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What is the similarity between iPhone, PC and Xbox? 

The question was raised over and over again on the third day of Epic v. Apple testimony. Adi Robertson from The Verge released a nice material that explains the situation in detail. 

So, what to start with? First of all, you should know that the “deathmatch” between Apple and Epic is still on the go. The antitrust trial was initiated on Monday with a reminder speech that the heart of the case is Fortnite. On Tuesday both sides of the case argued about whether iPhones and iPads were truly locked down. And such speculations led to the other concerning question: iOS violates antitrust law would make every major game console an unlawful monopoly too.

Epic’s argument will bring imbalance

Apple compared their business model with other global companies such as Sony, Nintendo and Microsoft/ The company said that they are the same and “If Epic prevails, other ecosystems will fall too,”. But yesterday Epic called up Microsoft’s Xbox business development head Lori Wright as a sympathetic witness. Wright divided computing devices into “special-purpose” and “general-purpose” devices — in a way that clearly defined iPhones as the latter.

According to Wright’s words, the Xbox is a special-purpose device. “You are basically building a piece of hardware to do a specific thing,” she told a judge. “The Xbox is designed to give you a gaming experience. People buy an Xbox because they want to play games.”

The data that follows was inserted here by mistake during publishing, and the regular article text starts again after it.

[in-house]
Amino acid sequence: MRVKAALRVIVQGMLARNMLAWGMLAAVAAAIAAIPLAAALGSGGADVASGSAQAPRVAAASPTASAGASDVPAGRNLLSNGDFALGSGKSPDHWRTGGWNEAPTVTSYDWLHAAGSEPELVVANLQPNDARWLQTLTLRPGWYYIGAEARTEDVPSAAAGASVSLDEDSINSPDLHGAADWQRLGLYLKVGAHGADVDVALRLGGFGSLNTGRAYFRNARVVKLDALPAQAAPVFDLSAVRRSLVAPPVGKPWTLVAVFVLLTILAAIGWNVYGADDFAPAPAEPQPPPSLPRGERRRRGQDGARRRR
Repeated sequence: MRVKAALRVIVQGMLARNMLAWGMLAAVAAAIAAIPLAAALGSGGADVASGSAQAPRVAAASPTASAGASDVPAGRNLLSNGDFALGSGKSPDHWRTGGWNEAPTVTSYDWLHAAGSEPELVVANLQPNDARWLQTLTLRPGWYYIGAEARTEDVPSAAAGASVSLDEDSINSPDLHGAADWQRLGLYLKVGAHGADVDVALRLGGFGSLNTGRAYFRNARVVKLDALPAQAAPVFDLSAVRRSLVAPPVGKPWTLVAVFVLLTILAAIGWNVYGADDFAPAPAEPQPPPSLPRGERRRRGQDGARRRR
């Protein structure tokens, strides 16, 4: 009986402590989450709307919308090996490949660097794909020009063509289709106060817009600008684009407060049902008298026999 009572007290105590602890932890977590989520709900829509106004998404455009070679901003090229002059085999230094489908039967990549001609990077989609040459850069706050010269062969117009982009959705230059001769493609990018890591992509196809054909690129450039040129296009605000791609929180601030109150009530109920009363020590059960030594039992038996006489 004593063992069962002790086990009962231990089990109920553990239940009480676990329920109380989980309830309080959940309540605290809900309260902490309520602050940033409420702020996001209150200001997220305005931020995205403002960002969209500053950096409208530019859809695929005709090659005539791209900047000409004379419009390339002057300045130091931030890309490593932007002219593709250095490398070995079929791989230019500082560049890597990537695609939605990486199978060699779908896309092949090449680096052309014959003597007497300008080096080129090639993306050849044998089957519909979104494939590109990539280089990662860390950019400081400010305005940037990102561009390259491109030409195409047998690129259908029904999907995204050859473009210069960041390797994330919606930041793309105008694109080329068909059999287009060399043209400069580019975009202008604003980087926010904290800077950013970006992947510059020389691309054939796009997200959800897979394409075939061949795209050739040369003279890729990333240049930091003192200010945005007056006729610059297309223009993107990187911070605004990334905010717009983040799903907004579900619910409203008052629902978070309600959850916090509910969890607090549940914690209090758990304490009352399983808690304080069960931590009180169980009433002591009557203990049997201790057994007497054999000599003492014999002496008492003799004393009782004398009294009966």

However, according to this statement, Windows computers are “general-purpose” devices. “You’re buying it to do a wide variety of things, and that changes every day as new ideas are getting created,” she said. “It can do a bunch of things already, and it has the aperture to do a bunch more things.”

Also, Wright mentioned a lot of ways how users can get apps on Windows. To be more precise you can download through Steam, the Epic Games Store, and direct downloads from a website. The commission on Windows apps stands still” 12 percent for Windows apps and 30 percent for Xbox.

Profit for Apple vs Profit for Epic

Back again to Wright’s statement, the iPhone is a general-purpose device. Wright also linked the distinction to one of Epic’s major talking points: profit. Epic gave a more detailed explanation for this. Profit means that it is easier for iPhone to treat app makers, but for consoles, it is not. Unlike Apple, console makers need to plan around attracting developers. As a Microsoft’s spokesperson, Wright noticed that no Xbox console has been sold at a profit, even late in a generation’s lifespan after manufacturing costs fall. So this leads companies to attract people who will develop a particular genre app, rather than simply build it, send them swimming and look at what happens.

Apple didn’t spend as much effort to counter-strike those definitions. According to The Verge’s original article, Apple’s strategy relied more on questioning Wright’s credibility by noting that she’d failed to produce documents that Apple requested.

Apple can get a profit from this situation because: Epic began these arguments by saying that iOS should work more like macOS. Both operating systems have got everything alike except one thing: macOS allows you to install software from outside the App Store. “Epic’s opening statement questioned why Apple needed to lock down the iPhone when it had already created a perfectly workable but more open system. But with Wright and Microsoft, Apple has a perfect comparison point: a major computing company that offers two very different versions of a big black box.”

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